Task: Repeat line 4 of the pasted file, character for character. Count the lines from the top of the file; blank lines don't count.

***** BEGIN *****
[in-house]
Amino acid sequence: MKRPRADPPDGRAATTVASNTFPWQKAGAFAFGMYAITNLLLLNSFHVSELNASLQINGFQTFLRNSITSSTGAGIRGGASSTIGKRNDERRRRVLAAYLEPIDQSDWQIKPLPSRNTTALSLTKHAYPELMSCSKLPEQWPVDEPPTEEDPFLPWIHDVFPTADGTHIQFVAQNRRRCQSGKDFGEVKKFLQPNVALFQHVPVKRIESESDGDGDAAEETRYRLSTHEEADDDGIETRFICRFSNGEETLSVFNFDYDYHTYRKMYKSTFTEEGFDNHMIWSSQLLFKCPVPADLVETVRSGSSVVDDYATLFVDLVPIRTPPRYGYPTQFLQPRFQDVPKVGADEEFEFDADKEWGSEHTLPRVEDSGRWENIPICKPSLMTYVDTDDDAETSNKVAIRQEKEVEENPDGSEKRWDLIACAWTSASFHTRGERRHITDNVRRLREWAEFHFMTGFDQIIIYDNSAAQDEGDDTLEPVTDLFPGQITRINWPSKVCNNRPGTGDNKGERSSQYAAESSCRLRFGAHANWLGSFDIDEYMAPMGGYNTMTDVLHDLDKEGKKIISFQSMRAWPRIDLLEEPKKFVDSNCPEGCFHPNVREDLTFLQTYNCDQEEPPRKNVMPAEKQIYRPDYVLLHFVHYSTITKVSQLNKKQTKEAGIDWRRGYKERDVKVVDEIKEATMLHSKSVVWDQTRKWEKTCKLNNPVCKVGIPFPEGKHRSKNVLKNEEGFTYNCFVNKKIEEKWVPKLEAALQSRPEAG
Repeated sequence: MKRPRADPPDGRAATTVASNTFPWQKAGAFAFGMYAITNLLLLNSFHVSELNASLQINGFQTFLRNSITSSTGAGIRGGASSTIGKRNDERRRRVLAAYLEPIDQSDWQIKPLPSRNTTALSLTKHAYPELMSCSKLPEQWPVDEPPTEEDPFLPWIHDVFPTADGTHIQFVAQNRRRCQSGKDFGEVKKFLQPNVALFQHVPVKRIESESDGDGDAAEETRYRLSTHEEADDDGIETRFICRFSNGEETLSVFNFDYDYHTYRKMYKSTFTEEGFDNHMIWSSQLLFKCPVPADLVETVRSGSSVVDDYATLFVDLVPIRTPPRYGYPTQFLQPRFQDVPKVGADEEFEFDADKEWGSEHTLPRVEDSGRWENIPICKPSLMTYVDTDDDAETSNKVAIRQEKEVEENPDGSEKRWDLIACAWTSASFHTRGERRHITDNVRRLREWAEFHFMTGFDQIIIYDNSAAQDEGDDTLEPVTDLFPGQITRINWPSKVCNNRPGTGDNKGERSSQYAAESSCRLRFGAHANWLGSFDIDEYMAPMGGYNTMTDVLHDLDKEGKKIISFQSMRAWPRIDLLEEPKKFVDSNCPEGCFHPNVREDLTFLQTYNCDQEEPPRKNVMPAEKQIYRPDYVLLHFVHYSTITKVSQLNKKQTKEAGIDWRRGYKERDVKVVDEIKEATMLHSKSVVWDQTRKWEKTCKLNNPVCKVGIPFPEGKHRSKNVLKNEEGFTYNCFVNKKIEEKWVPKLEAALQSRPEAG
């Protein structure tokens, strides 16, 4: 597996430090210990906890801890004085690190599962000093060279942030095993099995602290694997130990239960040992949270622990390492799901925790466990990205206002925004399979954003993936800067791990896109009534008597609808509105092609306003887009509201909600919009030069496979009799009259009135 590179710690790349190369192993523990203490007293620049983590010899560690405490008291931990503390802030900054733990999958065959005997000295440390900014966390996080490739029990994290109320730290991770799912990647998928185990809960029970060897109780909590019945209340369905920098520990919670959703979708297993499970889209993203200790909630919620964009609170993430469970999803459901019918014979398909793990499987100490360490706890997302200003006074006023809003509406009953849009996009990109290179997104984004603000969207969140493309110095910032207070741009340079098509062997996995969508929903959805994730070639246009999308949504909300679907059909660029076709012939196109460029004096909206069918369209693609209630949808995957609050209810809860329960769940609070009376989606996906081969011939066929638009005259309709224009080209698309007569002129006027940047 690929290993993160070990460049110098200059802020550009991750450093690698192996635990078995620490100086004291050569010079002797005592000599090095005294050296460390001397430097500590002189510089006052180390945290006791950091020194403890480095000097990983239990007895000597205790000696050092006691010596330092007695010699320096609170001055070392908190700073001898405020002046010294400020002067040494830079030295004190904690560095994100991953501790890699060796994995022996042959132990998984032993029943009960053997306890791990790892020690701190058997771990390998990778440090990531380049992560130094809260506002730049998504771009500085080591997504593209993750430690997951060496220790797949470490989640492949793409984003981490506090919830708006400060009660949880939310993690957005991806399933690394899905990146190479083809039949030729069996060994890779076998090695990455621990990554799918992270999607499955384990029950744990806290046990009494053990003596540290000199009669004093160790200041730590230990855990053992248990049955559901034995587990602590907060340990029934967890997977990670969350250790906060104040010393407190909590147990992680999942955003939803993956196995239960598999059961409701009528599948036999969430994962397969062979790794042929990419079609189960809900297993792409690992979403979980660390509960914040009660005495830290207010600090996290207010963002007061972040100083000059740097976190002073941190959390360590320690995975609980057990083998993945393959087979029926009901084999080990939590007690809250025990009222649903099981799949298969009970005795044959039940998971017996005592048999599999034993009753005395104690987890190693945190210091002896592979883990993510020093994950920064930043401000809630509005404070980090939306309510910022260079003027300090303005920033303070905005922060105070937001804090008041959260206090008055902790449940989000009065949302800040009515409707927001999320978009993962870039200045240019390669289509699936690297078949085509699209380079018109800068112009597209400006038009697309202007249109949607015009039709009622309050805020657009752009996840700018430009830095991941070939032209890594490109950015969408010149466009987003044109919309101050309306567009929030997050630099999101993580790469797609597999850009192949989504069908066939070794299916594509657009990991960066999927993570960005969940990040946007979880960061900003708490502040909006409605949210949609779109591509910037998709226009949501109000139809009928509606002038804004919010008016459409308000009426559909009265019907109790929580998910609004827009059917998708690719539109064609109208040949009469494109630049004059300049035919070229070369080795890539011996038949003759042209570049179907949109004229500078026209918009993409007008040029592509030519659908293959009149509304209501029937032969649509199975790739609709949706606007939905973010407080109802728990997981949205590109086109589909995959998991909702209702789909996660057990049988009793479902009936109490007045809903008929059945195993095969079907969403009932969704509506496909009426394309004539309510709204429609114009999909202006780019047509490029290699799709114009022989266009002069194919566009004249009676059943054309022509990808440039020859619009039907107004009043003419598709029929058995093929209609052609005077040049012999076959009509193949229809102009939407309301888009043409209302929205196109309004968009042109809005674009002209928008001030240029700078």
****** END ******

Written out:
């Protein structure tokens, strides 16, 4: 597996430090210990906890801890004085690190599962000093060279942030095993099995602290694997130990239960040992949270622990390492799901925790466990990205206002925004399979954003993936800067791990896109009534008597609808509105092609306003887009509201909600919009030069496979009799009259009135 590179710690790349190369192993523990203490007293620049983590010899560690405490008291931990503390802030900054733990999958065959005997000295440390900014966390996080490739029990994290109320730290991770799912990647998928185990809960029970060897109780909590019945209340369905920098520990919670959703979708297993499970889209993203200790909630919620964009609170993430469970999803459901019918014979398909793990499987100490360490706890997302200003006074006023809003509406009953849009996009990109290179997104984004603000969207969140493309110095910032207070741009340079098509062997996995969508929903959805994730070639246009999308949504909300679907059909660029076709012939196109460029004096909206069918369209693609209630949808995957609050209810809860329960769940609070009376989606996906081969011939066929638009005259309709224009080209698309007569002129006027940047 690929290993993160070990460049110098200059802020550009991750450093690698192996635990078995620490100086004291050569010079002797005592000599090095005294050296460390001397430097500590002189510089006052180390945290006791950091020194403890480095000097990983239990007895000597205790000696050092006691010596330092007695010699320096609170001055070392908190700073001898405020002046010294400020002067040494830079030295004190904690560095994100991953501790890699060796994995022996042959132990998984032993029943009960053997306890791990790892020690701190058997771990390998990778440090990531380049992560130094809260506002730049998504771009500085080591997504593209993750430690997951060496220790797949470490989640492949793409984003981490506090919830708006400060009660949880939310993690957005991806399933690394899905990146190479083809039949030729069996060994890779076998090695990455621990990554799918992270999607499955384990029950744990806290046990009494053990003596540290000199009669004093160790200041730590230990855990053992248990049955559901034995587990602590907060340990029934967890997977990670969350250790906060104040010393407190909590147990992680999942955003939803993956196995239960598999059961409701009528599948036999969430994962397969062979790794042929990419079609189960809900297993792409690992979403979980660390509960914040009660005495830290207010600090996290207010963002007061972040100083000059740097976190002073941190959390360590320690995975609980057990083998993945393959087979029926009901084999080990939590007690809250025990009222649903099981799949298969009970005795044959039940998971017996005592048999599999034993009753005395104690987890190693945190210091002896592979883990993510020093994950920064930043401000809630509005404070980090939306309510910022260079003027300090303005920033303070905005922060105070937001804090008041959260206090008055902790449940989000009065949302800040009515409707927001999320978009993962870039200045240019390669289509699936690297078949085509699209380079018109800068112009597209400006038009697309202007249109949607015009039709009622309050805020657009752009996840700018430009830095991941070939032209890594490109950015969408010149466009987003044109919309101050309306567009929030997050630099999101993580790469797609597999850009192949989504069908066939070794299916594509657009990991960066999927993570960005969940990040946007979880960061900003708490502040909006409605949210949609779109591509910037998709226009949501109000139809009928509606002038804004919010008016459409308000009426559909009265019907109790929580998910609004827009059917998708690719539109064609109208040949009469494109630049004059300049035919070229070369080795890539011996038949003759042209570049179907949109004229500078026209918009993409007008040029592509030519659908293959009149509304209501029937032969649509199975790739609709949706606007939905973010407080109802728990997981949205590109086109589909995959998991909702209702789909996660057990049988009793479902009936109490007045809903008929059945195993095969079907969403009932969704509506496909009426394309004539309510709204429609114009999909202006780019047509490029290699799709114009022989266009002069194919566009004249009676059943054309022509990808440039020859619009039907107004009043003419598709029929058995093929209609052609005077040049012999076959009509193949229809102009939407309301888009043409209302929205196109309004968009042109809005674009002209928008001030240029700078």